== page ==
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Q&A

Asynchronous connection question

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Assume we have a channel and send 7-bit data(0100100) asynchronously with 1 parity bit(0).Suppose the start bit is 1.The end bits are in the same logic level with the idle state of the channel(0).How does the receiver understand the end bits?In my case the last 2 0s could have been the end bits but instead the receiver understand the last two 0s from 0100100(0) are actually part of the data and not the end bits.Help appreciated.

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Assuming you speak of UART, then the receiver must be told in advance the number of data bits, the number of parity bits and the number of stop bits. The start bit is a logic zero (low) and the stop bit(s) are logic ones (high), which is also the idle state.

The data bit stream itself isn't asynchronous, only the time between bytes is. Asynchronous in this context rather means "no separate clock signal provided".

The receiver needs to know not only if parity is used but also what baudrate is to be expected. It will clock from the edge of the start bit to where the stop bit(s) are expected. If an incorrect signal level is encountered where the stop bit(s) are supposed to be, then it is a so-called framing error and the UART controller will error flag.

There's a de facto standard nomenclature used to describe UART communication format:

baudrate/databits-partiy-stopbits

For example one would say 9600/8-N-1 and mean baudrate 9600bps, 8 data bits, no parity, 1 stop bit. In case of parity, the letter would be E or O for even or odd, although parity is mostly regarded as an obsolete form of error detection and not often used nowadays.

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How does the receiver understand the end bits?

It doesn't. The purpose of stop bits (what you seem to be calling "end bits") is to leave a guaranteed gap before the next start bit.

The leading edges of start bits are always idle to non-idle transitions. The line must therefore always be at idle before any new character. The stop bit(s) of the previous character guarantee that.

For modern digital communication, a single stop bit is sufficient. Early equipment that received asynchronous serial protocol used mechanical means for decoding, such as the common ASR-35 teletype back in the 1970s. Those mechanisms sometimes needed more than one bit time to reset to being ready for the start of the next character. It was common then to send two stop bits. Some operations that took more time, like a carriage after a long text line, might require 3 stop bits. There were algorithms to optimized the number of stop bits, taking into account the characteristics of the receiving equipment, like an ASR-35.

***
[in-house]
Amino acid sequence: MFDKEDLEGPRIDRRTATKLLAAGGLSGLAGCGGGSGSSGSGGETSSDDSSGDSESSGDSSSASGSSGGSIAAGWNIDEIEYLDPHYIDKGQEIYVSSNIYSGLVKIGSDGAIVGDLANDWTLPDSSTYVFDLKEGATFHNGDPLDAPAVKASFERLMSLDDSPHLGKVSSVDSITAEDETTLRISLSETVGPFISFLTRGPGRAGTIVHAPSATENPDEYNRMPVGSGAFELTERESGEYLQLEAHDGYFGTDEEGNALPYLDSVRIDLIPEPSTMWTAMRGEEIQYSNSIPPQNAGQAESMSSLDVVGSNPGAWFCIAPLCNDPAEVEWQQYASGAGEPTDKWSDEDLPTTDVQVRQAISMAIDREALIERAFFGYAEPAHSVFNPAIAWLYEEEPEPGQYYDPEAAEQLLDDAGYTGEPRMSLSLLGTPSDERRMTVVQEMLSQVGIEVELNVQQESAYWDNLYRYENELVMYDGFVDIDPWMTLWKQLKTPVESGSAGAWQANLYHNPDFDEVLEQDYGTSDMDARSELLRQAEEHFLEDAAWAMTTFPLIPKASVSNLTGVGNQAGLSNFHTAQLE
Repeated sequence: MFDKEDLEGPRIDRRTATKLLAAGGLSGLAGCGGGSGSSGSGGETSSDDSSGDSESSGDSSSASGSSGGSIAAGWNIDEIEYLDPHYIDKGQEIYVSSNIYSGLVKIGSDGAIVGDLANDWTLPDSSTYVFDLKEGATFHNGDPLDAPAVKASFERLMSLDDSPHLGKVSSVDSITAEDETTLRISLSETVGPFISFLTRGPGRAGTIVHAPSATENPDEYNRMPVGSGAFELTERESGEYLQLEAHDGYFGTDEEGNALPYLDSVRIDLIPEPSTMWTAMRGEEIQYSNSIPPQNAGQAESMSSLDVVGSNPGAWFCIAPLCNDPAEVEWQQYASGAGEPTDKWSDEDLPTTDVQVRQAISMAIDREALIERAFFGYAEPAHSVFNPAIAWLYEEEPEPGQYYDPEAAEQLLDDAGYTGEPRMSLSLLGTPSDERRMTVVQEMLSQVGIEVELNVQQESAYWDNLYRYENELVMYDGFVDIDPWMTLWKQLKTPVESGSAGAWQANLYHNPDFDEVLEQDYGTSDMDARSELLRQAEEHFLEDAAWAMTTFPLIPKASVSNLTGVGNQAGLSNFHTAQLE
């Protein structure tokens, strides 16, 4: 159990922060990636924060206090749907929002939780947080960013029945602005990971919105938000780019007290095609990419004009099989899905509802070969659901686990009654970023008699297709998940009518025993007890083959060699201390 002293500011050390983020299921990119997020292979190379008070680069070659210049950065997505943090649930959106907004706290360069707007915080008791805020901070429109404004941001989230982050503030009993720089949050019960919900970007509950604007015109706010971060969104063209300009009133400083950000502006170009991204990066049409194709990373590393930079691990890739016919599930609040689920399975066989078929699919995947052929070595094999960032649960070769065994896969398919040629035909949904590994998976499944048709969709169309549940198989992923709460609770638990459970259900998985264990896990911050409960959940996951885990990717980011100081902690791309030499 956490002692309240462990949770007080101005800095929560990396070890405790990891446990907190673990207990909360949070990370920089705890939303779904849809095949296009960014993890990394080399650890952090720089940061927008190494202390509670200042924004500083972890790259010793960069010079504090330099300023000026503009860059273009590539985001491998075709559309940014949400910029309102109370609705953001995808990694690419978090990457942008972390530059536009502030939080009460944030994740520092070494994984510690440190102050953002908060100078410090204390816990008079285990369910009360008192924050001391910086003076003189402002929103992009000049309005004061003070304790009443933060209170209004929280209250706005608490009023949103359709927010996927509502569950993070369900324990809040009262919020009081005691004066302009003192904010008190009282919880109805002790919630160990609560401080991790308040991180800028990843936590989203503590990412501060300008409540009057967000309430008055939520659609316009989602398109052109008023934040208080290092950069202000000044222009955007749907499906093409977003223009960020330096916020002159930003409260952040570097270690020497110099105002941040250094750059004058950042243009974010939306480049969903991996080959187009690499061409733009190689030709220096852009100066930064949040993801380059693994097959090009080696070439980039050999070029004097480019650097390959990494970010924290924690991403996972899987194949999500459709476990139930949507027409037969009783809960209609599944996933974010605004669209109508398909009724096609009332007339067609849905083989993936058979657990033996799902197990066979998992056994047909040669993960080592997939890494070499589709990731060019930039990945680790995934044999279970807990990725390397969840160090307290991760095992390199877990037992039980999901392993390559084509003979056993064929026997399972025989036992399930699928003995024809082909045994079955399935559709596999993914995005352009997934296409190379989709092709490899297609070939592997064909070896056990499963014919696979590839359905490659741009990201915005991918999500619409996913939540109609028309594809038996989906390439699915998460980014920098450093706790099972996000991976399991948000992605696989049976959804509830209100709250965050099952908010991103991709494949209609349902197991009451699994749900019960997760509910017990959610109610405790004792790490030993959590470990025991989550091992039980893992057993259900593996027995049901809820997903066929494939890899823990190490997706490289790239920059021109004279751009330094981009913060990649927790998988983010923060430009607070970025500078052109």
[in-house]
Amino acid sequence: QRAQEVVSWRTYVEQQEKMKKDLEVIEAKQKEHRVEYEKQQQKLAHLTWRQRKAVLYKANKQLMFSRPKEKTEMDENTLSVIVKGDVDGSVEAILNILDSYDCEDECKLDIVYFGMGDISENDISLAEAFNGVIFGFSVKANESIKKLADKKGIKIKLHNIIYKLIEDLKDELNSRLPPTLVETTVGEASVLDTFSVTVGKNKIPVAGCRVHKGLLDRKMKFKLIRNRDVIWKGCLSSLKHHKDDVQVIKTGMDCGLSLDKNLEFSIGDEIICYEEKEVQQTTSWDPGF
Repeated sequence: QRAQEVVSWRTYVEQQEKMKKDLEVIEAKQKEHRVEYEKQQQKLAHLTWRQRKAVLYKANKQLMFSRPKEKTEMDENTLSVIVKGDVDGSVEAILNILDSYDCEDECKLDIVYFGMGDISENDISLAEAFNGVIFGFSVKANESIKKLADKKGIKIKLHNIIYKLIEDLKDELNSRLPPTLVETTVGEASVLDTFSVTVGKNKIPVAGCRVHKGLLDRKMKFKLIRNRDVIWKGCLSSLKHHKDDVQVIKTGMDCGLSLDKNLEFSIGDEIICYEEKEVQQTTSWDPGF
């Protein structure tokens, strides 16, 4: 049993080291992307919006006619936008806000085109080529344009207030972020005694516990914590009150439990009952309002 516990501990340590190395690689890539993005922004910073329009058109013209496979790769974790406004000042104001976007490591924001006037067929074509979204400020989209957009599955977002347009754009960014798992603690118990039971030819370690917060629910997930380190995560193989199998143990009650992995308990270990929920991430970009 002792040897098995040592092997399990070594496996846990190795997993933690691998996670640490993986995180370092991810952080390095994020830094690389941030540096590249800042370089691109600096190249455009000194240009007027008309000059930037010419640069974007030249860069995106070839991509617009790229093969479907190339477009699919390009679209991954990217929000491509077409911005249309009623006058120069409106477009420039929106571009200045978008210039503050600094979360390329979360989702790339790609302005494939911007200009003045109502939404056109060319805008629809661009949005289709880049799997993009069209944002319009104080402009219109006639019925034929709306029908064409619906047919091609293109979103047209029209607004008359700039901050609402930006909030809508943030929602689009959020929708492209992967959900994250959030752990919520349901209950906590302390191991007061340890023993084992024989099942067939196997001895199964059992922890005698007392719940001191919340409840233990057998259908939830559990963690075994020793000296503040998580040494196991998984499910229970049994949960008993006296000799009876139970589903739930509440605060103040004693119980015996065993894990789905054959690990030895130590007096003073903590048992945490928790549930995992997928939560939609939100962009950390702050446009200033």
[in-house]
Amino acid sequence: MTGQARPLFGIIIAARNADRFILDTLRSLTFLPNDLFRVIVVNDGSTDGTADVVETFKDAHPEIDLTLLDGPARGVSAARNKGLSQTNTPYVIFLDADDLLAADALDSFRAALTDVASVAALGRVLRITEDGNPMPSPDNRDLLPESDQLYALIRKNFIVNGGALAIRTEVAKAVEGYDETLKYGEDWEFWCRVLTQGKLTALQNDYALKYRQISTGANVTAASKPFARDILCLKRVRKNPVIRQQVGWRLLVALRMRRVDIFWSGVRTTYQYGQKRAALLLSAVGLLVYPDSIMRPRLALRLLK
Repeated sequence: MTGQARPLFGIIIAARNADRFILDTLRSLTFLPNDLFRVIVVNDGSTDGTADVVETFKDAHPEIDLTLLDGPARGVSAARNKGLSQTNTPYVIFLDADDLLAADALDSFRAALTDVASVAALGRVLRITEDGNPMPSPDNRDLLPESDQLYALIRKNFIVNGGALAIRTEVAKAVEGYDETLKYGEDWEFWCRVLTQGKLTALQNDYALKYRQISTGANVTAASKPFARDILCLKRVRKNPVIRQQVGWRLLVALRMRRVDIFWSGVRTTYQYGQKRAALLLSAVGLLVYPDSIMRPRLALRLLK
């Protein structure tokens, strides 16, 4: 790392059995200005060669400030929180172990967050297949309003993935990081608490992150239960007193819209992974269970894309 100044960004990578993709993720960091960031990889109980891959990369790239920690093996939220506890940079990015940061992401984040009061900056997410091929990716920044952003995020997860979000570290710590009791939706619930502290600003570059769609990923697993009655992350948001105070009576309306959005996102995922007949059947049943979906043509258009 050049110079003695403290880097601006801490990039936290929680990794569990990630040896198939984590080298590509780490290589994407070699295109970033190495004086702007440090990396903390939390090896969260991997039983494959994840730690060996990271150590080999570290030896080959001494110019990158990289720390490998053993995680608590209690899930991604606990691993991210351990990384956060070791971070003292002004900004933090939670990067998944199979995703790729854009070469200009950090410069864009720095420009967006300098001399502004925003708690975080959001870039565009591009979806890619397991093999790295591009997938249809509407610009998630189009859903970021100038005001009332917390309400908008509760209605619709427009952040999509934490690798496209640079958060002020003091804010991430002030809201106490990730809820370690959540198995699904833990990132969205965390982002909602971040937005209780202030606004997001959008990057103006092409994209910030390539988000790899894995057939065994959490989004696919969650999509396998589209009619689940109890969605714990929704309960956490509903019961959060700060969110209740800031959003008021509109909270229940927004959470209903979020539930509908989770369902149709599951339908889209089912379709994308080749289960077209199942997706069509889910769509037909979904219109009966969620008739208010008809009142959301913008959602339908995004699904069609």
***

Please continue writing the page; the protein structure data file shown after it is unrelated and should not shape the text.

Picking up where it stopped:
In my case the last 2 0s could have been the end bits but instead the receiver understand the last two 0s from 0100100(0) are actually part of the data

Right, because receivers don't "decode" stop bits. Transmitters and receivers have to agree ahead of time how many bits follow the start bit, and how long each of those bits take. Receivers then just grab the value of the line near the center of where each bit is supposed to be. Nothing in the data encodes where the data ends. Everything is relative to the leading edge of the start bit.

This is why you have to specify protocol details when using RS-232. You may have seen specs like "9600 baud, 8 data bits, no parity bit, 1 stop bit". This is often abbreviated as "9600 8-N-1". Your example uses 7-E-1, meaning 7 data bits, even parity, and 1 stop bit.

Note that the stop bits spec is a minimum. There can be any arbitrary additional gap between characters. The receiver can't distinguish between 8-N-1 with an additional 1-bit delay between two characters, and two characters sent with 8-N-2.

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